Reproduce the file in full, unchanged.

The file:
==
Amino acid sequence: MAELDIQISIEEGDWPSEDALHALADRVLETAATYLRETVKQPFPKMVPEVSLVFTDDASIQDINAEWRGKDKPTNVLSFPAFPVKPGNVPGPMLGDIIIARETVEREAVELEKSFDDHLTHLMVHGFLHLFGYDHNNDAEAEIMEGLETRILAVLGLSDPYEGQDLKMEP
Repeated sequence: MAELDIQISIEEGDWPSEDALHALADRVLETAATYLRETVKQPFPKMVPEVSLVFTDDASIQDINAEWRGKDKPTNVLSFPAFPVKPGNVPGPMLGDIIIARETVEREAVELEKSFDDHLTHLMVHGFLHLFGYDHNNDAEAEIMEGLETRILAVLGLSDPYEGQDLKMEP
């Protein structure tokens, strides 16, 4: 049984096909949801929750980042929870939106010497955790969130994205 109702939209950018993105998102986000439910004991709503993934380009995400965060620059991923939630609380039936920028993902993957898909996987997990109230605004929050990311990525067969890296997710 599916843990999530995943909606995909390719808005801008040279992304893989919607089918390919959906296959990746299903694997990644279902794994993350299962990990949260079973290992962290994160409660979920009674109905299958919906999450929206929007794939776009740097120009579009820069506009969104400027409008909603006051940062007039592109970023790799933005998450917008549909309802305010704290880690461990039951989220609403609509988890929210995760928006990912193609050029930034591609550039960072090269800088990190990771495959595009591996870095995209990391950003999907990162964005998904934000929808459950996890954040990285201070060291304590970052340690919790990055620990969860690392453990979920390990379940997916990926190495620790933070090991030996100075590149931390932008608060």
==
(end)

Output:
Amino acid sequence: MAELDIQISIEEGDWPSEDALHALADRVLETAATYLRETVKQPFPKMVPEVSLVFTDDASIQDINAEWRGKDKPTNVLSFPAFPVKPGNVPGPMLGDIIIARETVEREAVELEKSFDDHLTHLMVHGFLHLFGYDHNNDAEAEIMEGLETRILAVLGLSDPYEGQDLKMEP
Repeated sequence: MAELDIQISIEEGDWPSEDALHALADRVLETAATYLRETVKQPFPKMVPEVSLVFTDDASIQDINAEWRGKDKPTNVLSFPAFPVKPGNVPGPMLGDIIIARETVEREAVELEKSFDDHLTHLMVHGFLHLFGYDHNNDAEAEIMEGLETRILAVLGLSDPYEGQDLKMEP
């Protein structure tokens, strides 16, 4: 049984096909949801929750980042929870939106010497955790969130994205 109702939209950018993105998102986000439910004991709503993934380009995400965060620059991923939630609380039936920028993902993957898909996987997990109230605004929050990311990525067969890296997710 599916843990999530995943909606995909390719808005801008040279992304893989919607089918390919959906296959990746299903694997990644279902794994993350299962990990949260079973290992962290994160409660979920009674109905299958919906999450929206929007794939776009740097120009579009820069506009969104400027409008909603006051940062007039592109970023790799933005998450917008549909309802305010704290880690461990039951989220609403609509988890929210995760928006990912193609050029930034591609550039960072090269800088990190990771495959595009591996870095995209990391950003999907990162964005998904934000929808459950996890954040990285201070060291304590970052340690919790990055620990969860690392453990979920390990379940997916990926190495620790933070090991030996100075590149931390932008608060």